A hundred years ago, a revered human anatomist
declared that birds could not possibly be intelligent
because their brains were basically different from humans.
Birds were simple automatons, acting only on instinct.
Birds and most animals were beneath respect. This is still
taught in most biology textbooks.
Not. In February of 2005, as reported in the journal
Nature Neuroscience Review by The New York Times,
Science Times, February 1, 2005, page D1, in her remarkable
article "Minds of Their Own: Birds Gain Respect", Sandra
An international group of avian experts is issuing what
amounts to a manifesto. Nearly everything within anatomy
textbooks about the brains of birds is wrong they say.
The avian brain is as complex, flexible and inventive
as any mammalian brain. (This group represented a consortium
of 29 scientists from six countries who met for 7 years
to develop language reflecting new understanding of bird
and mammal brain anatomies.)
Birds are intelligent. It's official.
There are differing theories as to why, but it is understood
there is a bird way to create intelligence, much like
but different from the mammalian.
To be technical, it is now believed that the bird's cerebrum
is like that of the mammal. A large area of cell clusters
in the bird's cerebrum functions like the layers of flat
cells in mammals needed for cognitive behavior. Complex
behavior like tool making or vocalization comes from the
interaction between higher and lower regions of the brain
as in humans. (Ibid, page D1)
What about size? A bird's brain compared to a human is
very small, but then, so is a transistor. How smart are
they? We're still finding out. In her Times article, Blakeslee
reviews demonstrable scientific evidence, developed worldwide:
Crows (of the talented Corvid bird family, which includes
jays, ravens, jackdaws, magpies, as well as crows) are
gifted tool makers. They do not use a simple stick in
a hole for ants to crawl up. Using beak and feet they
fashion complex tools - hooks and barbs and spears of
barbed leave for reaching food. (Ibid, page D4)
They have also been known to carry tool kits with them,
and to carry duplicate spare tools because other birds
Writer Blakeslee continues:
Clark Nutcrackers (and others) are known for hiding thousands
of seeds and remembering their location, up to 6 months
later. Even the lowly pigeon, it is scientifically reported,
can memorize up to 725 different visual patterns and are
capable of deception. Magpies at an extremely early age
understand when an object disappears behind a screen,
it is still there.The Parrot family, like the Corvids,
is also gifted. Nascent research shows parrots can actually
converse with humans, invent syntax and teach other parrots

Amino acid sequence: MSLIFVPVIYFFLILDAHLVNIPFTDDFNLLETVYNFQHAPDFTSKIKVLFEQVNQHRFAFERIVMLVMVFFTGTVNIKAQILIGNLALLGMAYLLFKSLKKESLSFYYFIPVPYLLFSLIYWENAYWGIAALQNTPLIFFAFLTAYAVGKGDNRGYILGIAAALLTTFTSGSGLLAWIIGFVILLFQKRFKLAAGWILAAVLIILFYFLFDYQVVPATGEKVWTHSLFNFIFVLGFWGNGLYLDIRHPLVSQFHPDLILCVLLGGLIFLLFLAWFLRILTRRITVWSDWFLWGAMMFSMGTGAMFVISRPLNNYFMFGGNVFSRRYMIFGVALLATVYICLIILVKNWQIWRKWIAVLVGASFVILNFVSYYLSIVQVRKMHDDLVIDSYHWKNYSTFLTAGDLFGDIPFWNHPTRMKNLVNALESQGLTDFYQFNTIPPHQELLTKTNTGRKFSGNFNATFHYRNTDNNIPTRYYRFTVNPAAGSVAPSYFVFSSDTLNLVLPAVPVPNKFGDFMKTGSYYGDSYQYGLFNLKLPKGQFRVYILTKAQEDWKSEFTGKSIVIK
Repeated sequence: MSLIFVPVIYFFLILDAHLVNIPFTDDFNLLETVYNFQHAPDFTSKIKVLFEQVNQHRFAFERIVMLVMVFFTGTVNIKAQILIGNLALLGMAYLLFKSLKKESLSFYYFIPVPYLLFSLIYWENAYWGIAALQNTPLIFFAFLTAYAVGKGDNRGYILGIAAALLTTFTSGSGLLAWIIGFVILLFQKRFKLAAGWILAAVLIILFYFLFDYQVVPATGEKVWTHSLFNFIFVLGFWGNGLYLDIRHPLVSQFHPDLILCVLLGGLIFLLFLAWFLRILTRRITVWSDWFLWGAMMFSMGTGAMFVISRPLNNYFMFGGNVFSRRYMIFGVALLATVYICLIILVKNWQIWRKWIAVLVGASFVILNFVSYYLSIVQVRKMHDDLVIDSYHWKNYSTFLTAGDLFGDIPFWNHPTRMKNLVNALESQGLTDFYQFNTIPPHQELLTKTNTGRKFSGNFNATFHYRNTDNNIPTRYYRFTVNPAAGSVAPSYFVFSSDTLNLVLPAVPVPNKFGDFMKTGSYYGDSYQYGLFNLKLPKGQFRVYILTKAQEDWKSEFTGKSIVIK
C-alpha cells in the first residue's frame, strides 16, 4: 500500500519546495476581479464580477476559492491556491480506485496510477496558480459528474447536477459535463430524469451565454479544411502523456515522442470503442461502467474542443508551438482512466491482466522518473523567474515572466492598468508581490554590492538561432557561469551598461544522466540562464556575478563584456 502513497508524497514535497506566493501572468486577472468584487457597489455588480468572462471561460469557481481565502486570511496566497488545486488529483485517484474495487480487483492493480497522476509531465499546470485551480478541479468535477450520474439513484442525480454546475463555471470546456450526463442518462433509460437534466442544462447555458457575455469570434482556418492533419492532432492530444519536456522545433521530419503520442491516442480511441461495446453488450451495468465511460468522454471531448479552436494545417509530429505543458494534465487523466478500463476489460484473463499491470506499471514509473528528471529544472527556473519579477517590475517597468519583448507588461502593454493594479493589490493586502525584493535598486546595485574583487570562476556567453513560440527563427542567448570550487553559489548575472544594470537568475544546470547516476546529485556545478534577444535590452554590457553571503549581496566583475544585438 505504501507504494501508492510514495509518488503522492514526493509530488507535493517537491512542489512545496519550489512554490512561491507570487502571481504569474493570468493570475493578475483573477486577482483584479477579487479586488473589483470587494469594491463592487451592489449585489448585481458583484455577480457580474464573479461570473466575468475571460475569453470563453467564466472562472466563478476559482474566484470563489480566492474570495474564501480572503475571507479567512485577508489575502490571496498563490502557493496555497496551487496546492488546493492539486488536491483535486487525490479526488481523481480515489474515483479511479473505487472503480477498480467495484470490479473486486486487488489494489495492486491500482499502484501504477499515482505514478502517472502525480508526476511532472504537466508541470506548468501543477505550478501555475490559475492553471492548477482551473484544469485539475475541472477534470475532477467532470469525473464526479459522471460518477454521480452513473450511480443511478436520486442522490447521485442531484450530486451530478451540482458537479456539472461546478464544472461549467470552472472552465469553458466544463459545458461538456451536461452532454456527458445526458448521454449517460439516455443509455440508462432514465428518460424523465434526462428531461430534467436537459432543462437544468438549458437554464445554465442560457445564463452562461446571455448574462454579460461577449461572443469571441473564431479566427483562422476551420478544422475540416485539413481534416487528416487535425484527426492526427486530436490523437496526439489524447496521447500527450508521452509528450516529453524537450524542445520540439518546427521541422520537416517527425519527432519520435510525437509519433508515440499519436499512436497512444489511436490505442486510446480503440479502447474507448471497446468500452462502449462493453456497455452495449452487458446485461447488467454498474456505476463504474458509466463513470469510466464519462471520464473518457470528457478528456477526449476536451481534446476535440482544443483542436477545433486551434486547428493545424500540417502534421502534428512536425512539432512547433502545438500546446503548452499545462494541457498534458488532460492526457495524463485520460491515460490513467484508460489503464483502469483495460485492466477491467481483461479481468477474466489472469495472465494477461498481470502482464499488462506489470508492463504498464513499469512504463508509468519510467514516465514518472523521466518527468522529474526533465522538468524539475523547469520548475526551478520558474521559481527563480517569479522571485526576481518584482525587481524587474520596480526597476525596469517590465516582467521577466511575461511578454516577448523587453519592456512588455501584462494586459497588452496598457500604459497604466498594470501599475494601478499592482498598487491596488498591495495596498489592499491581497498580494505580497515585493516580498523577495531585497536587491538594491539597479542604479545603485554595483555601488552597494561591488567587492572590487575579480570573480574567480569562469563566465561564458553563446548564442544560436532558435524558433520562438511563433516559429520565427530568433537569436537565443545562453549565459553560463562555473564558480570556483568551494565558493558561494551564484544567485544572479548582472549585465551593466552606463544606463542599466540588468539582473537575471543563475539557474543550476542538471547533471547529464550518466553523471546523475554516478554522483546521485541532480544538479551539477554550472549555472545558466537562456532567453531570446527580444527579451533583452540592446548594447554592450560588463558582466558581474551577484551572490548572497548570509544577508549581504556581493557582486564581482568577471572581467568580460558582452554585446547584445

what they know. (Ibid, Page D4)
The concept of zero seems obvious to us, but according
to World Science (Special Report July 2, 2005)
it only came into widespread use in the Western world
in the 1600s. (India used it a thousand years earlier.)
Alex, a now famous 28 year old Gray parrot, recently began
without prompting, using the word "none" to
describe an absence of quantity, according to researchers
at Brandeis University in Waltham, Mass. Whether he understood
"none" is true zero is being tested. They think
he can and it occurred spontaneously.
Individual birds have personalities. Research now being
done at the Netherlands Institute of Ecology is investigating
personality types of wild birds; the importance of genes
of the personalities of wild birds; and the effect different
personalities have on their survival in hopes of tracking
whether the same forces behind the evolution of bird personalities
are at work in ourselves. (The New York Times,
Science Times, March 1, 2005, page D1, "Looking for
Personality in Birds, of All People." By Carl Zimmer.)
And on it goes clear, scientifically verifiable evidence
of thinking and feeling (sentient) non-human beings. Birds
in this case. Some, smarter than others.
Can we have caring concern?
|Stellar Jay in Shadow
Near Lake Tahoe, CA
Courtesy Dan and Stella Wolf
As great, dominant narcissists, humans use all living
things for their own disposal, now pushing countless bird
species and other creatures to extinction, helpless before
us.* In our time. Now. Can we ever intelligently limit
our predations and mayhem towards these "others",
as well as our own kind? If we did not know Stephen Hawking
was human, would we eat him??
The answer is unfortunate.
The Best of Love to All This Season.
God speed Noah's Ark.
-- Wild Birds for the 21st Century
Leakey, Richard and Roger Lewin. The Sixth Extinction:
Patterns of Life and the Future of Humankind. New
York: Doubleday, 1995.
Savage, Candace. Bird Brains: The Intelligence of Crows,
Ravens, Magpies and Jays. San Francisco: Sierra Club